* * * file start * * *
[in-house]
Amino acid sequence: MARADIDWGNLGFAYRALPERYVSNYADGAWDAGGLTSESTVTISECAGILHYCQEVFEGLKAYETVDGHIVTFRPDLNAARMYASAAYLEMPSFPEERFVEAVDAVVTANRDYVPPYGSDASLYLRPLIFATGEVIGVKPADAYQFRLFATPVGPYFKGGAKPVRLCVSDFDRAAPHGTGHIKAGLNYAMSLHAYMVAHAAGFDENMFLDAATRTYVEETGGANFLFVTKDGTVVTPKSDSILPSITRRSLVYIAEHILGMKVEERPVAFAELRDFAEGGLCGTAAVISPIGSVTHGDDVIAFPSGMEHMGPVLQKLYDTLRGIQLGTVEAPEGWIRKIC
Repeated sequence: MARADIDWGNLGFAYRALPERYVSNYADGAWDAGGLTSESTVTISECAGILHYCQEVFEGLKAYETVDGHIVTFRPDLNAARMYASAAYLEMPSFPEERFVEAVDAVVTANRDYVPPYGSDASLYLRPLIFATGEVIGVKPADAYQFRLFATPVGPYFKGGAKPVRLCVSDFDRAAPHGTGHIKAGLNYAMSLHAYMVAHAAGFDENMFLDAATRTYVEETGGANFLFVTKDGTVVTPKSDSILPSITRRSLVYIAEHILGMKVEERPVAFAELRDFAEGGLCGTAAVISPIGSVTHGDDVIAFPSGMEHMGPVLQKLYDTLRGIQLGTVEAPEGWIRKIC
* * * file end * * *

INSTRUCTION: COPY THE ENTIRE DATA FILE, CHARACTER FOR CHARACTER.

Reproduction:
[in-house]
Amino acid sequence: MARADIDWGNLGFAYRALPERYVSNYADGAWDAGGLTSESTVTISECAGILHYCQEVFEGLKAYETVDGHIVTFRPDLNAARMYASAAYLEMPSFPEERFVEAVDAVVTANRDYVPPYGSDASLYLRPLIFATGEVIGVKPADAYQFRLFATPVGPYFKGGAKPVRLCVSDFDRAAPHGTGHIKAGLNYAMSLHAYMVAHAAGFDENMFLDAATRTYVEETGGANFLFVTKDGTVVTPKSDSILPSITRRSLVYIAEHILGMKVEERPVAFAELRDFAEGGLCGTAAVISPIGSVTHGDDVIAFPSGMEHMGPVLQKLYDTLRGIQLGTVEAPEGWIRKIC
Repeated sequence: MARADIDWGNLGFAYRALPERYVSNYADGAWDAGGLTSESTVTISECAGILHYCQEVFEGLKAYETVDGHIVTFRPDLNAARMYASAAYLEMPSFPEERFVEAVDAVVTANRDYVPPYGSDASLYLRPLIFATGEVIGVKPADAYQFRLFATPVGPYFKGGAKPVRLCVSDFDRAAPHGTGHIKAGLNYAMSLHAYMVAHAAGFDENMFLDAATRTYVEETGGANFLFVTKDGTVVTPKSDSILPSITRRSLVYIAEHILGMKVEERPVAFAELRDFAEGGLCGTAAVISPIGSVTHGDDVIAFPSGMEHMGPVLQKLYDTLRGIQLGTVEAPEGWIRKIC